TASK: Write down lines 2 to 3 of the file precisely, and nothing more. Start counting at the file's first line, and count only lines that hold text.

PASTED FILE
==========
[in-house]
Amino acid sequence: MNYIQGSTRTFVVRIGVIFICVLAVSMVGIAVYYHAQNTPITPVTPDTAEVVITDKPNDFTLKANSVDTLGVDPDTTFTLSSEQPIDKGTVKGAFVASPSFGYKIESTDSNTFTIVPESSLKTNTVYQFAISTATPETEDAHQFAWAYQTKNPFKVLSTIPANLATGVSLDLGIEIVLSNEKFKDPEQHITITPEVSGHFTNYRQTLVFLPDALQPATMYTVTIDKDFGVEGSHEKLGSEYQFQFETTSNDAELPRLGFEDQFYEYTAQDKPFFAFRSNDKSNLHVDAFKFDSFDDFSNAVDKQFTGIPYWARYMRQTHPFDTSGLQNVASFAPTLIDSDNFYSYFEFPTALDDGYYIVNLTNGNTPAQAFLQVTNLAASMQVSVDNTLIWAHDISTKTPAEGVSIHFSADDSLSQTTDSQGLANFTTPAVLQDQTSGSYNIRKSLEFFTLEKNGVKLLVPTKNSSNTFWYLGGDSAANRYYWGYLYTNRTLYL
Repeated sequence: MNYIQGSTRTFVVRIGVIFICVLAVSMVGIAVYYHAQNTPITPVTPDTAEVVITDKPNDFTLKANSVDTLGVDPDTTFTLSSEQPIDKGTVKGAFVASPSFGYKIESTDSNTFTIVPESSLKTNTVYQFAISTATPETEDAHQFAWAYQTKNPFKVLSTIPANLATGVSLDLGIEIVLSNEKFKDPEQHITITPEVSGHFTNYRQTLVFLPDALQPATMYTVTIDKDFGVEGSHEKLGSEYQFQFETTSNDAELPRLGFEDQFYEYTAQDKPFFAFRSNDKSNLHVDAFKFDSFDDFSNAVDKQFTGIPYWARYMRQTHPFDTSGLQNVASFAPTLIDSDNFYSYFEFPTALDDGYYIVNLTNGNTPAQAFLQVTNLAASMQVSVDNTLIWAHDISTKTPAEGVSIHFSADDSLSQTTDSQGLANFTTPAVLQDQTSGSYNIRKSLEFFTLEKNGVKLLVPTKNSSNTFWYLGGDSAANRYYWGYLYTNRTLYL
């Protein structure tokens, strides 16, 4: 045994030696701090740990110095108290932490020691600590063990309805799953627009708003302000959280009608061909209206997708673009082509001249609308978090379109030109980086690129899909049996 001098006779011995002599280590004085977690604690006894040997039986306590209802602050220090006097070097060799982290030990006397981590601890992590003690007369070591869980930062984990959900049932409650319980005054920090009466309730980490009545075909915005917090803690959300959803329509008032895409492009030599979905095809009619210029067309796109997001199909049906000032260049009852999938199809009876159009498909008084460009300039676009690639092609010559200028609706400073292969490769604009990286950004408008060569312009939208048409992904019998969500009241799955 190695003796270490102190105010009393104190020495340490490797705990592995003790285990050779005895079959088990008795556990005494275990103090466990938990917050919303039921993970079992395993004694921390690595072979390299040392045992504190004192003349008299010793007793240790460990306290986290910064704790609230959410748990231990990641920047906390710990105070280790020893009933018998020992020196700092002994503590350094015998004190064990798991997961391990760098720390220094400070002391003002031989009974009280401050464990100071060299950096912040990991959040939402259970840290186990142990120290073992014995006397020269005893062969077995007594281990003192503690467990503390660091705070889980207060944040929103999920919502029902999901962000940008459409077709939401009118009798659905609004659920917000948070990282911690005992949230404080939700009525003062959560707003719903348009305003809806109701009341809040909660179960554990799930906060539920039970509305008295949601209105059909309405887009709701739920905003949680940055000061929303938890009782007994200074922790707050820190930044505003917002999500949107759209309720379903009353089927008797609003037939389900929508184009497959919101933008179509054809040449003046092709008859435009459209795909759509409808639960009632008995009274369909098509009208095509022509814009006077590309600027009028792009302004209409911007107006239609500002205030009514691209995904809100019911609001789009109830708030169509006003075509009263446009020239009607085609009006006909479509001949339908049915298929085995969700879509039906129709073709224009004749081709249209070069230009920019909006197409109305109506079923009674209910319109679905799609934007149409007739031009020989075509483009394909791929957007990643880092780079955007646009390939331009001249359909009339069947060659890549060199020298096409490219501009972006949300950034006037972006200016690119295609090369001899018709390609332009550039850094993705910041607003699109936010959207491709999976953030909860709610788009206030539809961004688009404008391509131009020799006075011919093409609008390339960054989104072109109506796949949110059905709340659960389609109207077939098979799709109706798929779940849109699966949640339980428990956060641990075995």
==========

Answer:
Amino acid sequence: MNYIQGSTRTFVVRIGVIFICVLAVSMVGIAVYYHAQNTPITPVTPDTAEVVITDKPNDFTLKANSVDTLGVDPDTTFTLSSEQPIDKGTVKGAFVASPSFGYKIESTDSNTFTIVPESSLKTNTVYQFAISTATPETEDAHQFAWAYQTKNPFKVLSTIPANLATGVSLDLGIEIVLSNEKFKDPEQHITITPEVSGHFTNYRQTLVFLPDALQPATMYTVTIDKDFGVEGSHEKLGSEYQFQFETTSNDAELPRLGFEDQFYEYTAQDKPFFAFRSNDKSNLHVDAFKFDSFDDFSNAVDKQFTGIPYWARYMRQTHPFDTSGLQNVASFAPTLIDSDNFYSYFEFPTALDDGYYIVNLTNGNTPAQAFLQVTNLAASMQVSVDNTLIWAHDISTKTPAEGVSIHFSADDSLSQTTDSQGLANFTTPAVLQDQTSGSYNIRKSLEFFTLEKNGVKLLVPTKNSSNTFWYLGGDSAANRYYWGYLYTNRTLYL
Repeated sequence: MNYIQGSTRTFVVRIGVIFICVLAVSMVGIAVYYHAQNTPITPVTPDTAEVVITDKPNDFTLKANSVDTLGVDPDTTFTLSSEQPIDKGTVKGAFVASPSFGYKIESTDSNTFTIVPESSLKTNTVYQFAISTATPETEDAHQFAWAYQTKNPFKVLSTIPANLATGVSLDLGIEIVLSNEKFKDPEQHITITPEVSGHFTNYRQTLVFLPDALQPATMYTVTIDKDFGVEGSHEKLGSEYQFQFETTSNDAELPRLGFEDQFYEYTAQDKPFFAFRSNDKSNLHVDAFKFDSFDDFSNAVDKQFTGIPYWARYMRQTHPFDTSGLQNVASFAPTLIDSDNFYSYFEFPTALDDGYYIVNLTNGNTPAQAFLQVTNLAASMQVSVDNTLIWAHDISTKTPAEGVSIHFSADDSLSQTTDSQGLANFTTPAVLQDQTSGSYNIRKSLEFFTLEKNGVKLLVPTKNSSNTFWYLGGDSAANRYYWGYLYTNRTLYL